Podcast image - Is this the end of the world...run on spreadsheets?

Is this the end of the world...run on spreadsheets?

In episode #3 of our podcast, we ask - Is it time for businesses to end their relationship with spreadsheets and ‘start seeing other people’? We chat to Mark Bodger and Chris Harman from ICit Business Intelligence. A pair of industry veterans in the world of financial and operational planning, who are here to tell you to end your monogamous relationship with spreadsheets once and for all or face the fallout from being a tech laggard in your industry. Listen now.



Blog image - The 4 pillars of a quality website: examples from the experts

The 4 pillars of a quality website: examples from the experts

Your website is a shop window to your business and a cornerstone of your marketing strategy. In our article, we are going to tell you what we think makes up a great website. And we’ve cobbled together examples from some of the leading B2B technology organisations to show you examples of a quality website in action.   

These organisations are leading Microsoft partners who are successfully putting the qualities of a great website build into actionWe’ve taken these examples from our Top 50 Microsoft Partners website, which ranks partners on the quality of their inbound marketing strategies.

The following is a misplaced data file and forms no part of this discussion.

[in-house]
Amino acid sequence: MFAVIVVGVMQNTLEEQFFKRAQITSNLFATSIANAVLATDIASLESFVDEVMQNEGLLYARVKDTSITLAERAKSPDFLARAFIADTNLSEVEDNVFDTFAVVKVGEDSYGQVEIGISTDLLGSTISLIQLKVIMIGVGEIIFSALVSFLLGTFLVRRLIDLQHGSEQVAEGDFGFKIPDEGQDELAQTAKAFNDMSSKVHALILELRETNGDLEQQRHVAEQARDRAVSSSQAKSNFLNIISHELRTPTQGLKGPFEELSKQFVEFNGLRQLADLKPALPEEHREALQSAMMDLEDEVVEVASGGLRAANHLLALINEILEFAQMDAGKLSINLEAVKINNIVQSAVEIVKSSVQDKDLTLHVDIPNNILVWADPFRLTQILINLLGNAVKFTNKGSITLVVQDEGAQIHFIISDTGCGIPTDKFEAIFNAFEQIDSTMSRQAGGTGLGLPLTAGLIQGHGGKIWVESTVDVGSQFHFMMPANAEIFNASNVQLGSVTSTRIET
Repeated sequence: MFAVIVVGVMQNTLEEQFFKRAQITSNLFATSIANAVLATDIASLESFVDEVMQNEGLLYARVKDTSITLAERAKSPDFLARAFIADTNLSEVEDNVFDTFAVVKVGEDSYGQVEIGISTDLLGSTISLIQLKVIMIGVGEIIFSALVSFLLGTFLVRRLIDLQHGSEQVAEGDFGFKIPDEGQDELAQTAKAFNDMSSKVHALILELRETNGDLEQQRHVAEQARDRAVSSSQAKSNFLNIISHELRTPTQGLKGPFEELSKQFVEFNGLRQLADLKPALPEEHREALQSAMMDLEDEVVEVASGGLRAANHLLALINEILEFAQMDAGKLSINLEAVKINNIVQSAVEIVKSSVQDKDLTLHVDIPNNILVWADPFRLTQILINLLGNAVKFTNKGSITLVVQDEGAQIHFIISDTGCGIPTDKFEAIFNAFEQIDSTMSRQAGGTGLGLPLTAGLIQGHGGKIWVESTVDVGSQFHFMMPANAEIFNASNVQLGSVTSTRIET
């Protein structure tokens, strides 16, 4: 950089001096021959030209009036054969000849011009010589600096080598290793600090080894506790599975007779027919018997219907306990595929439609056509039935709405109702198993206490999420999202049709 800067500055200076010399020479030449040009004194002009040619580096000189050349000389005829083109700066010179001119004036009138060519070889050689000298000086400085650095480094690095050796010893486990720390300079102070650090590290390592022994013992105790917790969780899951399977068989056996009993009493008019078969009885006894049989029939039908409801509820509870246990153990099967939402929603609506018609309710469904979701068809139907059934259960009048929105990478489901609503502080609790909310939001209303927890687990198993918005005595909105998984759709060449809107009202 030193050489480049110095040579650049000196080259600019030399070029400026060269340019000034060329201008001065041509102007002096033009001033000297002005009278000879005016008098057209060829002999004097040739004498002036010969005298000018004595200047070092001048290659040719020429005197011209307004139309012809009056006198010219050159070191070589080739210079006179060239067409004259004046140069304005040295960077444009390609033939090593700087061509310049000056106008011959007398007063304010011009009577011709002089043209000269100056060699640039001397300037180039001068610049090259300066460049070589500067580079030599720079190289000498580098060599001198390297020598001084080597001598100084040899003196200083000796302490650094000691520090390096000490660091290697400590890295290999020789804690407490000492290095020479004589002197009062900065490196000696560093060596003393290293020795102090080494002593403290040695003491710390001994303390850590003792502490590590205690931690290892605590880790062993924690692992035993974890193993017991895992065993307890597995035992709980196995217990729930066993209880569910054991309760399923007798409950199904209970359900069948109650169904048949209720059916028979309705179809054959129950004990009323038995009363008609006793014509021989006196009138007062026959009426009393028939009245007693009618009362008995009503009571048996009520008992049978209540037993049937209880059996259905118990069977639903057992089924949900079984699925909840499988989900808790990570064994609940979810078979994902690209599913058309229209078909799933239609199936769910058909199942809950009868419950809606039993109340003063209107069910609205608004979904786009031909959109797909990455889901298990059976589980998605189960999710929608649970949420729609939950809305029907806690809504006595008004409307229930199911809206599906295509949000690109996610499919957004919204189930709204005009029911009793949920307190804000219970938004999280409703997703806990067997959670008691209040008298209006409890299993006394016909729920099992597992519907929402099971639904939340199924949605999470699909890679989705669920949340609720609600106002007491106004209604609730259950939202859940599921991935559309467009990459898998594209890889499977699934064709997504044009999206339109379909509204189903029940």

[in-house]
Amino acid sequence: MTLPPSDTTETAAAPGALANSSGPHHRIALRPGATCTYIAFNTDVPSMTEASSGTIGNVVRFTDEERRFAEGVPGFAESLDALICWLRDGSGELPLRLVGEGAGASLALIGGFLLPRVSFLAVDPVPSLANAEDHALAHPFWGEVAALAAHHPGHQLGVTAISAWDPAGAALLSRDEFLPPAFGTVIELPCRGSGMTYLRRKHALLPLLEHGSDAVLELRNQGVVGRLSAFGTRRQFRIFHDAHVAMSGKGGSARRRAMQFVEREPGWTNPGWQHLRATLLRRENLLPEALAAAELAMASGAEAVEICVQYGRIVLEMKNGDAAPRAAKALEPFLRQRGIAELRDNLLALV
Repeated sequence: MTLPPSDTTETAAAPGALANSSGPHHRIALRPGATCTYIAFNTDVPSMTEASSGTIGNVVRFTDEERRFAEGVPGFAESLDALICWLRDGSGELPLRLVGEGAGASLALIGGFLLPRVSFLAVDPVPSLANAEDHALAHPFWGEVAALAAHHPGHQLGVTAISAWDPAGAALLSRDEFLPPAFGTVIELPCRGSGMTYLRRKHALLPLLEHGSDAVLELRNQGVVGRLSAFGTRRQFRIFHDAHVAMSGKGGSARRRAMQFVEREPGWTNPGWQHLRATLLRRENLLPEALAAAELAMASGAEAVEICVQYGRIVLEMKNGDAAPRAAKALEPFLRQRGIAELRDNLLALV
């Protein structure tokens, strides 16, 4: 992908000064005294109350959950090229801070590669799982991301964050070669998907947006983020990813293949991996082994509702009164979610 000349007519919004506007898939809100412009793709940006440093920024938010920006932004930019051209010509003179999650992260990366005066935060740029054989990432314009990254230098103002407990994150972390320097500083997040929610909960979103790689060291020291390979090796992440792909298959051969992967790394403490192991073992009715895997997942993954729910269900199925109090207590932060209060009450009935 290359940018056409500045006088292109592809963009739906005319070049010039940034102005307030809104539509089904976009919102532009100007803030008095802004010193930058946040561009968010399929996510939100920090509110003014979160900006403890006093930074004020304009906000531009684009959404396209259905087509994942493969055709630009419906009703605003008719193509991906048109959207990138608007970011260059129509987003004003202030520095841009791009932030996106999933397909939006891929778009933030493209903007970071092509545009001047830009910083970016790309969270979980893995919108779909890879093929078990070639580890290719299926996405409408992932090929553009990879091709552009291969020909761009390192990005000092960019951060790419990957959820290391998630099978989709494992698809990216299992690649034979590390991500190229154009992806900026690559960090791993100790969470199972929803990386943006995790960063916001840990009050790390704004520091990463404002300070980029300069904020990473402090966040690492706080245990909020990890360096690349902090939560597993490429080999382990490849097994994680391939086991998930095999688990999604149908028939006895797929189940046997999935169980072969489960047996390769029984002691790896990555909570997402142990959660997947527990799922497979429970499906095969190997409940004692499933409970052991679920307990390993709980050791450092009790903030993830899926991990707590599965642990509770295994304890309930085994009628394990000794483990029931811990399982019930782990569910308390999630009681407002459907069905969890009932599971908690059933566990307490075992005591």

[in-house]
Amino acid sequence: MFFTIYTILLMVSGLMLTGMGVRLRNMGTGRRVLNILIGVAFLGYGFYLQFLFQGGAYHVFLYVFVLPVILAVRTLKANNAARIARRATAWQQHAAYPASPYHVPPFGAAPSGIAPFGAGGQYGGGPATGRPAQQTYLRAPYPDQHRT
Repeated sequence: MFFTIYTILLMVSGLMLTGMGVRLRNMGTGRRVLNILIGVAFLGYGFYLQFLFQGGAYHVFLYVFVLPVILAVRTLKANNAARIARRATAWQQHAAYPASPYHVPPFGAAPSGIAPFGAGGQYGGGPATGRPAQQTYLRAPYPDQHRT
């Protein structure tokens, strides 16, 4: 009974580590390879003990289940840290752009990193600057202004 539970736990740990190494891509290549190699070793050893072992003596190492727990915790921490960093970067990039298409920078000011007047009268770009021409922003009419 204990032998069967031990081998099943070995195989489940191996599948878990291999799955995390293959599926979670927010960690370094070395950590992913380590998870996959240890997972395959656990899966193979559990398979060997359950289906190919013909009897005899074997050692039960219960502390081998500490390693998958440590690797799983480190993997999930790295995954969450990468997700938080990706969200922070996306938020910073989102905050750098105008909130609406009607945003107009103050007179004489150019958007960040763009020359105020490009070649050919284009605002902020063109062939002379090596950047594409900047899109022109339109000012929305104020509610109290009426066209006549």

So, if you’re currently designing or building your website, and could do with some advice or inspiration, this is a good place to start.  


Pillar 1: Functionality and purpose

When we talk about the functionality of a website, we mean the functions that allow a visitor to achieve what you want or intend them to achieve. Whether it’s to buy a product or request a demo, you need a website that allows your audience to complete a journey and respond to your call of action. So, make sure to include a form if you want your visitor to submit information. There should be simple and clear navigation, intuitive enough to allow your visitor to find their way around and consume the information you’ve created for them. 

Nintex 

Nintex, a global leader in business process automation, provide a good example of a website with strong functionality. As we mentioned above, it’s important for a website to be easy to navigate, contain quality content and include clear calls to action. And Nintex ticks all these boxesThe layout of the site is well executed considering the volume of solutions and content that they want to showcase. 

 

 

Along with good practical functionality (and a clear purpose)its also important to convey who you are and what you value as a company.